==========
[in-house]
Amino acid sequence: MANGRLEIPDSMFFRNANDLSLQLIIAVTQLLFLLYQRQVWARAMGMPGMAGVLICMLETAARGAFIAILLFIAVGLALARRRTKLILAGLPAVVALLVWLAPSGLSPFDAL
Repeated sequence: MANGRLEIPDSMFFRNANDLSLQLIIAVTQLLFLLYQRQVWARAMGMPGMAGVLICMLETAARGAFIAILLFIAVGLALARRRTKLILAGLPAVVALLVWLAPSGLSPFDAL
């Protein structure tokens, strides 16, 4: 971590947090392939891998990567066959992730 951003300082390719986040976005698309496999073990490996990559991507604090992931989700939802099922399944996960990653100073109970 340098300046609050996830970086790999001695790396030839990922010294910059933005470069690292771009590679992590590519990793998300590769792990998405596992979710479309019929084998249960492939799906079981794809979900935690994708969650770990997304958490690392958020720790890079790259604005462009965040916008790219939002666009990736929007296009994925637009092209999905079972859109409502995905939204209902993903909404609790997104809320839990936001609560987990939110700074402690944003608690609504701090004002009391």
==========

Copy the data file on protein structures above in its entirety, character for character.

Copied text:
[in-house]
Amino acid sequence: MANGRLEIPDSMFFRNANDLSLQLIIAVTQLLFLLYQRQVWARAMGMPGMAGVLICMLETAARGAFIAILLFIAVGLALARRRTKLILAGLPAVVALLVWLAPSGLSPFDAL
Repeated sequence: MANGRLEIPDSMFFRNANDLSLQLIIAVTQLLFLLYQRQVWARAMGMPGMAGVLICMLETAARGAFIAILLFIAVGLALARRRTKLILAGLPAVVALLVWLAPSGLSPFDAL
């Protein structure tokens, strides 16, 4: 971590947090392939891998990567066959992730 951003300082390719986040976005698309496999073990490996990559991507604090992931989700939802099922399944996960990653100073109970 340098300046609050996830970086790999001695790396030839990922010294910059933005470069690292771009590679992590590519990793998300590769792990998405596992979710479309019929084998249960492939799906079981794809979900935690994708969650770990997304958490690392958020720790890079790259604005462009965040916008790219939002666009990736929007296009994925637009092209999905079972859109409502995905939204209902993903909404609790997104809320839990936001609560987990939110700074402690944003608690609504701090004002009391």